Apr 29, 2011 Ami Olson Uncategorized
Climbing fuel prices are driving up the costs of providing ambulance services, but two companies in the Syracuse area are finding different ways to deal with the increase.
TLC Medical Transportation Services Inc. and TLC Emergency Medical Services Inc. announced this week that they have increased rates for basic and advanced life support ambulance services for private pay customers, the result of skyrocketing diesel fuel costs that hovered around $4.25 a gallon last week, according to gasbuddy.com.
“It isn’t something we wanted to do,” said TLC President David J. Butler. “But we must earn a living and meet our cost of doing business, so we had no choice but to raise rates.”
TLC Director of Operations Lon Fricano said the base rate for advanced life support ambulance services through TLC is now $835, up from $715. The cost of basic life support in a TLC ambulance is now $525, previously $495, he said, and the per-mile cost has gone up a quarter to $12.25 from $12.
Those rates will be felt by the uninsured paying out-of-pocket for medical care, and those with heath insurance that might not cover ambulance service. Medicare and Medicaid clients who use TLC services will not experience raised rates, because the cost to those customers is controlled by the federal and state governments.
“No one should be denied an ambulance,” Fricano said. “You’ve got to treat people whether they can pay or not, and we’re happy to do that. Everybody gets treated the same.”
Michael Addario, division general manager for Rural/Metro Medical Services, said because most reimbursement rates are fixed, raising the rates wouldn’t necessarily mean a higher income.
Rural/Metro has experienced rising costs, too, Addario said, but has tried to find ways to deal with them without passing the costs onto patients.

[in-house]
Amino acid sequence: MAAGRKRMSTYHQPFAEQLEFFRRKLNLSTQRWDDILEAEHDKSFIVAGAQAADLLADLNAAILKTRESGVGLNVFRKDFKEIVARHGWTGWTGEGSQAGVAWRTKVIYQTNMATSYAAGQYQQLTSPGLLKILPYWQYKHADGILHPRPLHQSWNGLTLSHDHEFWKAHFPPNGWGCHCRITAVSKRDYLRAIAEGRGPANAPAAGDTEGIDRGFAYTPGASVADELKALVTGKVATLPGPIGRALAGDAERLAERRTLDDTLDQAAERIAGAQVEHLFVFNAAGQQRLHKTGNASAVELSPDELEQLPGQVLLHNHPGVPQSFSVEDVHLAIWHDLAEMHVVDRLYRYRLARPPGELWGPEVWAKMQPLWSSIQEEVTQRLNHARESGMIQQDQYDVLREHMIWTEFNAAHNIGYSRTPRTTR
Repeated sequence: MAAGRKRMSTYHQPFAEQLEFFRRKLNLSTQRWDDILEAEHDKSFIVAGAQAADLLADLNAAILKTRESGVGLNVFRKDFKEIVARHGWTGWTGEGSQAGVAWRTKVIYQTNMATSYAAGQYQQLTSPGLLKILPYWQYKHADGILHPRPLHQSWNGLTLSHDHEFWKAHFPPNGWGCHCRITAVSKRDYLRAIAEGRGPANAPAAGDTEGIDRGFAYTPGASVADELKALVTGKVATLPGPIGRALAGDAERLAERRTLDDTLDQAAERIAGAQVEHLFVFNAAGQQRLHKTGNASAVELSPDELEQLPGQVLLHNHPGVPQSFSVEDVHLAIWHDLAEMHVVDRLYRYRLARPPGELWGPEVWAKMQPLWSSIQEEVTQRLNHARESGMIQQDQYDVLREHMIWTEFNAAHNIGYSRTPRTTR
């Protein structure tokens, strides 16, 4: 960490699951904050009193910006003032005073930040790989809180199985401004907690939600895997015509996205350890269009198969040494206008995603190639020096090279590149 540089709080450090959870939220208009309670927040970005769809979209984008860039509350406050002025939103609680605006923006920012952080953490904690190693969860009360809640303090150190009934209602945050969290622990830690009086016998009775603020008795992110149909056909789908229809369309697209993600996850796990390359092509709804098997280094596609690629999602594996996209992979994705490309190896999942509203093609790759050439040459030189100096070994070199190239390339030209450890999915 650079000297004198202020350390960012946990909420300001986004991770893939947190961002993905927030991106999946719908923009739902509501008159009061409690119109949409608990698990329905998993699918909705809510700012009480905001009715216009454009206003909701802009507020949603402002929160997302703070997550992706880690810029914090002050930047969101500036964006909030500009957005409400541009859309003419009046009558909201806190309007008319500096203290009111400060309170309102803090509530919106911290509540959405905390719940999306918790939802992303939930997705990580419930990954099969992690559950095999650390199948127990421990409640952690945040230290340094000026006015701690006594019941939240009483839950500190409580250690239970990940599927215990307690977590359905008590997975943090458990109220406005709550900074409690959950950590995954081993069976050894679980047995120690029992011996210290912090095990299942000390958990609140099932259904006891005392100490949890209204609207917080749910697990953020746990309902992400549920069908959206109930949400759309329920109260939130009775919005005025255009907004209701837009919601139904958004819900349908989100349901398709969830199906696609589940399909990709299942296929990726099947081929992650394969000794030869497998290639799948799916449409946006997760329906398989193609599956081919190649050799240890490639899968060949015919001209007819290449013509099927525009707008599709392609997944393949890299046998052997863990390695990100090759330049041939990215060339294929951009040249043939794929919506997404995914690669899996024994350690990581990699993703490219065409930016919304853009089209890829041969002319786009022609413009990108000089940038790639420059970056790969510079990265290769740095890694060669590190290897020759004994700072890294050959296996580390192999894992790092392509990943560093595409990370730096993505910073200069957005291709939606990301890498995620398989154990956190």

While they’re finding different ways to streamline business, both Addario and Fricano pointed out that ambulance providers are not compensated by Medicare and Medicaid for the full amount it costs to care for those patients.
For example, Addario said that Medicare pays a flat rate of $395.67 for emergency ambulance services.
“This is all an ambulance service will get regardless of retail pricing,” Addario said. And Medicare will only pay 80 percent of that amount, while the remaining 20 percent is supposed to be paid by the customer.
“They’re going to reimburse what they’re going to reimburse,” Addario said. Sometimes patients will have a secondary insurance to pick up the remainder that Medicare or Medicaid doesn’t cover, he added — but sometimes they don’t.
Fricano said on average TLC does not get paid for about 40 percent of the services it bills for.
Dealing with deficiencies
Charging patients more money for services won’t increase those reimbursements, so to deal with increased costs Rural/Metro has switched from paper to electronic filing systems and tried to make its fleet more fuel efficient.
Diesel prices are a big factor in rising costs for ambulance service providers.
Maintaining an optimal temperature within the cabin of an ambulance requires the vehicles to almost constantly consume fuel, magnifying the impact of rising fuel costs.
But on top of gas prices, government-mandated but expensive upgrades to ambulance fleets and strict regulations dictate how ambulance providers are able to absorb price changes, Fricano said.
Those factors lead to a cost-shift phenomenon that drives up prices for private-pay customers in some situations.
Addario pointed out that petroleum-based products, which include many medical supplies, have also increased in price.
Stellar service comes standard
Addario said that in spite of the higher costs of providing ambulance services, the quality of care patients receive would not be impacted.
Both Rural/Metro and TLC received awards earlier this month for the quality of service they provide to the area.
Rural/Metro EMT-Paramedic and assistant supervisor Nicolas Corbishley was recognized as an outstanding employee by the statewide United New York Ambulance Network.
Three TLC medics, Ed Binns, Mike Keegan and Jay Symonds, also received UNYAN Outstanding Employee awards. TLC CEO David Butler received the UNYAN Ron Kintz Award of EMS Excellence.
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